Final Conferences for English 218

It’s time for your final conference. Please sign up for one of the many available slots below. Times are available on a first email, first come basis. At our conference, we will go over the following: a breakdown of your final grade; your strengths as an active learner in this class, ways you think you can improve; your Final Performance.

These conferences will take place in my office, which is Dolan Hall, 442 Western Avenue, Albany, NY 12203. My office is Room #1, the first on the right as you walk in. Please note that a missed conference, or one you fail to schedule with me, counts as a missed class (i.e., one absence), and cannot be made up.

Tuesday, March 31

1pm Abrie M

2pm Eva C

2:30 Ercan K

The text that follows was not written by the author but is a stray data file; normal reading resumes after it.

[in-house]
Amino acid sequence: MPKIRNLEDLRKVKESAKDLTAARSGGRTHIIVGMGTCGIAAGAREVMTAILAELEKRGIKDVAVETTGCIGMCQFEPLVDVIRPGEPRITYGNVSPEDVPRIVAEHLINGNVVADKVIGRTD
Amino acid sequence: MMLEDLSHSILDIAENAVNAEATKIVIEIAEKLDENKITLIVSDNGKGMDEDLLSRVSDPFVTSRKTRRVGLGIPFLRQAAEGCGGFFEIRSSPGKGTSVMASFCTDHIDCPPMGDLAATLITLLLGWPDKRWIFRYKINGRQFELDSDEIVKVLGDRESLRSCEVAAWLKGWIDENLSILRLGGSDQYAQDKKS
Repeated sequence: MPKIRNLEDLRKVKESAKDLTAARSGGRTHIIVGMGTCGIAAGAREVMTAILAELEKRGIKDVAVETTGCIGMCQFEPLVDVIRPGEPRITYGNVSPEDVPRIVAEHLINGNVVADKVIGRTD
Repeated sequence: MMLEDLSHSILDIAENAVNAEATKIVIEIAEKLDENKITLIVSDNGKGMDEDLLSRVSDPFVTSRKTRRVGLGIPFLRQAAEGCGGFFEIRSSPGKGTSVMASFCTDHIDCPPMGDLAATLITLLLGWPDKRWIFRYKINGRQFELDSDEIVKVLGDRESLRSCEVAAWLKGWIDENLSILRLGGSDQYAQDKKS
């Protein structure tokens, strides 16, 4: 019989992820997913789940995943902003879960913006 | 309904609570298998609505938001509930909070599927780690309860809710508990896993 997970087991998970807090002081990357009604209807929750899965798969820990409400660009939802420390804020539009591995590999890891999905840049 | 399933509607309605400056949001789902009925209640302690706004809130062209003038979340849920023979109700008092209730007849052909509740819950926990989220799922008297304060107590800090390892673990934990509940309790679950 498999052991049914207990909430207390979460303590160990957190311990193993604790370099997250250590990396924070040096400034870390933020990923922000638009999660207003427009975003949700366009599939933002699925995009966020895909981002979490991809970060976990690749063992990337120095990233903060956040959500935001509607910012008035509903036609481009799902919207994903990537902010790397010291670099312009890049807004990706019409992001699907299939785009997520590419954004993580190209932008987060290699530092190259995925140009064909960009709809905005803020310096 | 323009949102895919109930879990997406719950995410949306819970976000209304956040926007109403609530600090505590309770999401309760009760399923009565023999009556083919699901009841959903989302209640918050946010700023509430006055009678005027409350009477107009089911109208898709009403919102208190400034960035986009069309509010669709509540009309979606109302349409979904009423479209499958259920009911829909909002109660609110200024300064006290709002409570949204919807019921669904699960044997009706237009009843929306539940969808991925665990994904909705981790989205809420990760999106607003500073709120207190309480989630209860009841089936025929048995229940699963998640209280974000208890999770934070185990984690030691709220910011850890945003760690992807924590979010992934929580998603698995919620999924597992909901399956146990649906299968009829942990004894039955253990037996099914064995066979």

3pm Juliana W

3:30pm

4pm Stephen R

4:30pm Rachel D

5pm Jacky T

Wednesday April 1

11:30am Courtney B

1pm Danielle S

1:30pm

2pm

Thursday, April 2

3pm

3:30pm

4pm

4:30pm Daniel S

5pm Olivia S

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Collaborative Writing: Some Exercises

Above: a video on making an exquisite corpse poem that may or may not be helpful.

Some thoughts on collaborative poetry writing

Collaborative poetry goes back as far as poetry itself. You could say all writing is collaboration, how we draw from writing that precedes us, that inspires us. Some collaboration is more obvious. A poem attributed to more than one author is an examples. Other collaborations are more subtle. A poet may get a first line from another poet, a friend, or a source text, and this may or may not be mentioned in the notes of a book.

Still others collaboration is never mentioned at all. A poet write down things a friend says at a party,  integrates that into a poem. Or maybe a poet remembers something overhear during a movie or television show.